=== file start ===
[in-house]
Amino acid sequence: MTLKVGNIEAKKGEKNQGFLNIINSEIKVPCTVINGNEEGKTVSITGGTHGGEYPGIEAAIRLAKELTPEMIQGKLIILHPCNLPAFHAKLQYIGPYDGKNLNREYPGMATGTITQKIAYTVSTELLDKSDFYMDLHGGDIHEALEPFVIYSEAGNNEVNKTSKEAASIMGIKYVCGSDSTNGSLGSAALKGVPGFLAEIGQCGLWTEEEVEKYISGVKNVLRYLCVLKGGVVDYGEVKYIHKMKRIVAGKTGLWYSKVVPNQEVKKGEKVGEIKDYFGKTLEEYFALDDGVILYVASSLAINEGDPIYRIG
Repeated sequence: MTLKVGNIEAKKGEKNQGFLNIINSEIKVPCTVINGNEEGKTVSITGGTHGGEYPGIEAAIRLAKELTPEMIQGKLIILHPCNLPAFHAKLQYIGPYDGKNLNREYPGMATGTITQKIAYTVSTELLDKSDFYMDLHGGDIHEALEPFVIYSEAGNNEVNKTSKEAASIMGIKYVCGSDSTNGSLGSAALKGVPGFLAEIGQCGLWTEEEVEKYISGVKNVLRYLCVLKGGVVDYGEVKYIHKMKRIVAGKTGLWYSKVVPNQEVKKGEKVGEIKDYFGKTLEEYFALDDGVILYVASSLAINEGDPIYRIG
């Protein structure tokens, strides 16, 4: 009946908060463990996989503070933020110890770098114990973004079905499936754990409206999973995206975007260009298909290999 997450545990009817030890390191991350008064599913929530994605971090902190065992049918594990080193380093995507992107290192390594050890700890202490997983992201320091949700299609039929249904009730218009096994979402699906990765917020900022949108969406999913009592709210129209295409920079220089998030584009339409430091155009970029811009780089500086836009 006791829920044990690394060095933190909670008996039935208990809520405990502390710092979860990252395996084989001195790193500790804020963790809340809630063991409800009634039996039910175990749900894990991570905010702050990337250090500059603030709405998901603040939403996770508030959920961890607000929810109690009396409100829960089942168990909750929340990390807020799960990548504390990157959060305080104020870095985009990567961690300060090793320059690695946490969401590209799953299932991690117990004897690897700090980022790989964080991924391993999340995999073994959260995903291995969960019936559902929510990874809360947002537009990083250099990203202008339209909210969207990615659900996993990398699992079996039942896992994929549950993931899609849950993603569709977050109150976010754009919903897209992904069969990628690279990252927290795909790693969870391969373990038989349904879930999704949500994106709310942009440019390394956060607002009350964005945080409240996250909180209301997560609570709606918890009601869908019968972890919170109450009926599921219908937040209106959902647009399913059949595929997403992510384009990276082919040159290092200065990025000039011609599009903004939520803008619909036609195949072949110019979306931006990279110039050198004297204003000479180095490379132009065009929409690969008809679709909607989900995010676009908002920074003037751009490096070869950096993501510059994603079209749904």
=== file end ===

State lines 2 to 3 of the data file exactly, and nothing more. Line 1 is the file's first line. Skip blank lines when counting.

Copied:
Amino acid sequence: MTLKVGNIEAKKGEKNQGFLNIINSEIKVPCTVINGNEEGKTVSITGGTHGGEYPGIEAAIRLAKELTPEMIQGKLIILHPCNLPAFHAKLQYIGPYDGKNLNREYPGMATGTITQKIAYTVSTELLDKSDFYMDLHGGDIHEALEPFVIYSEAGNNEVNKTSKEAASIMGIKYVCGSDSTNGSLGSAALKGVPGFLAEIGQCGLWTEEEVEKYISGVKNVLRYLCVLKGGVVDYGEVKYIHKMKRIVAGKTGLWYSKVVPNQEVKKGEKVGEIKDYFGKTLEEYFALDDGVILYVASSLAINEGDPIYRIG
Repeated sequence: MTLKVGNIEAKKGEKNQGFLNIINSEIKVPCTVINGNEEGKTVSITGGTHGGEYPGIEAAIRLAKELTPEMIQGKLIILHPCNLPAFHAKLQYIGPYDGKNLNREYPGMATGTITQKIAYTVSTELLDKSDFYMDLHGGDIHEALEPFVIYSEAGNNEVNKTSKEAASIMGIKYVCGSDSTNGSLGSAALKGVPGFLAEIGQCGLWTEEEVEKYISGVKNVLRYLCVLKGGVVDYGEVKYIHKMKRIVAGKTGLWYSKVVPNQEVKKGEKVGEIKDYFGKTLEEYFALDDGVILYVASSLAINEGDPIYRIG